A growing body of work demonstrates that antibodies directed against ion channel proteins can cause episodic and electrophysiologic phenotypes in humans. These include Lambert-Eaton syndrome and stiff-person syndrome.5,6 In these cases, an autoimmune attack against various ion channel proteins has been shown to result in the respective phenotypes.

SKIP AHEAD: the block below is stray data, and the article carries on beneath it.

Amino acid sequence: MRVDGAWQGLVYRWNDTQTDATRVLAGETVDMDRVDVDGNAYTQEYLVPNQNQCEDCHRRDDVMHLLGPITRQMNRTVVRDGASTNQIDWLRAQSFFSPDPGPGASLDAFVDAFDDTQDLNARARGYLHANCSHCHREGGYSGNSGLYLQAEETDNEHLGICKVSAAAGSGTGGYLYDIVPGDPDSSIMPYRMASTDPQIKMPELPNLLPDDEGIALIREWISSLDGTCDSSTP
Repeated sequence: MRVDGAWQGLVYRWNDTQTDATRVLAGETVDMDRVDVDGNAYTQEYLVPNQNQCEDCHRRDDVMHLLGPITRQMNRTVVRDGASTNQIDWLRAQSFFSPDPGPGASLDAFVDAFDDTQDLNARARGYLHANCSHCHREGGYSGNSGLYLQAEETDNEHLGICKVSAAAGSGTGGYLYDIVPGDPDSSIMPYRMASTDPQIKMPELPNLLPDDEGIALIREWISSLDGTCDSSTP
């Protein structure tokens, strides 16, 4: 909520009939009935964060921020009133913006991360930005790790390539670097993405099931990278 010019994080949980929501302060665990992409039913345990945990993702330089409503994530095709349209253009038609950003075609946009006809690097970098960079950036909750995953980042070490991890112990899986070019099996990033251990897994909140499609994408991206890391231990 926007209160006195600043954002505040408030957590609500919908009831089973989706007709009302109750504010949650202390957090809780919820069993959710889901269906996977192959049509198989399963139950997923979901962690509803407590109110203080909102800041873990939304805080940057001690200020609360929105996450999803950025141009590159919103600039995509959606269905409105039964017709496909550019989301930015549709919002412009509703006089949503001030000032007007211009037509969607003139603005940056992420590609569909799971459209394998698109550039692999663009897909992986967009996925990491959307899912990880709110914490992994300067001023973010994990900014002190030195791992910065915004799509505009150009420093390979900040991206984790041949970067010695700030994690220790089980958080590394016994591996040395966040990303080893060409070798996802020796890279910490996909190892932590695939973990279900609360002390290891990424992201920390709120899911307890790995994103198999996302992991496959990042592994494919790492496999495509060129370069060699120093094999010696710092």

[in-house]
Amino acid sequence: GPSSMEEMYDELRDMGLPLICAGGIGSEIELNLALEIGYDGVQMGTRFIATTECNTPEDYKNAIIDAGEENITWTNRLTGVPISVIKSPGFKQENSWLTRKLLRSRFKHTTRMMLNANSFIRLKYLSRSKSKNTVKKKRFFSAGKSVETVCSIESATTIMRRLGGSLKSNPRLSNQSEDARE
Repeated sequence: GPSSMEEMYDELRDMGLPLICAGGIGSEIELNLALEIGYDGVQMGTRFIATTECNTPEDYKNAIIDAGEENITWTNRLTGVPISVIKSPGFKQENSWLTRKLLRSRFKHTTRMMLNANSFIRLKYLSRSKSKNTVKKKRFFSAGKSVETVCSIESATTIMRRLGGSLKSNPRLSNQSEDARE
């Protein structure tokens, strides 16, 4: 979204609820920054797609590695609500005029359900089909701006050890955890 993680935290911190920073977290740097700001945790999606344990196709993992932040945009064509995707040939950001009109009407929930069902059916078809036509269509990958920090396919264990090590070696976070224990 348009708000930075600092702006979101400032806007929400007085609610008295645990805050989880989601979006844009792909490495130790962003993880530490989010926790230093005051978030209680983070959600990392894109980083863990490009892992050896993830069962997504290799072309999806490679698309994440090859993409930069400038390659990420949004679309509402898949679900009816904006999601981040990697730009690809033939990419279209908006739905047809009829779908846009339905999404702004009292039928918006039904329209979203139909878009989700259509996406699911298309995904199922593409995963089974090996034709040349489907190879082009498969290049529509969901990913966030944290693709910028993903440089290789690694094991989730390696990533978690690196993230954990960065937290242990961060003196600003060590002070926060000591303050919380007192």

It has previously been demonstrated that mutations in the gene encoding the G protein–coupled inwardly rectifying potassium channel 2 result in the “weaver” phenotype in mice. These mice have multiple problems including a developmental abnormality in which cerebellar granule cells do not migrate normally into the granular cell layer. The only human developmental phenotype now recognized as resulting from ion channel variants is Andersen-Tawil syndrome.7 These individuals have facial features such as micrognathia, hypertelorism, and high-arched or cleft palate, structures that arise embryologically from neural crest cells. In addition, they have terminal limb features (clinodactyly, brachydactyly, or syndactyly) and may also have short stature. How do inwardly rectifying potassium channels encoded by the potassium channel J2 gene (KCNJ2) contribute to developmental processes of the face and distal limbs? This will certainly prove to be an interesting area for future exploration.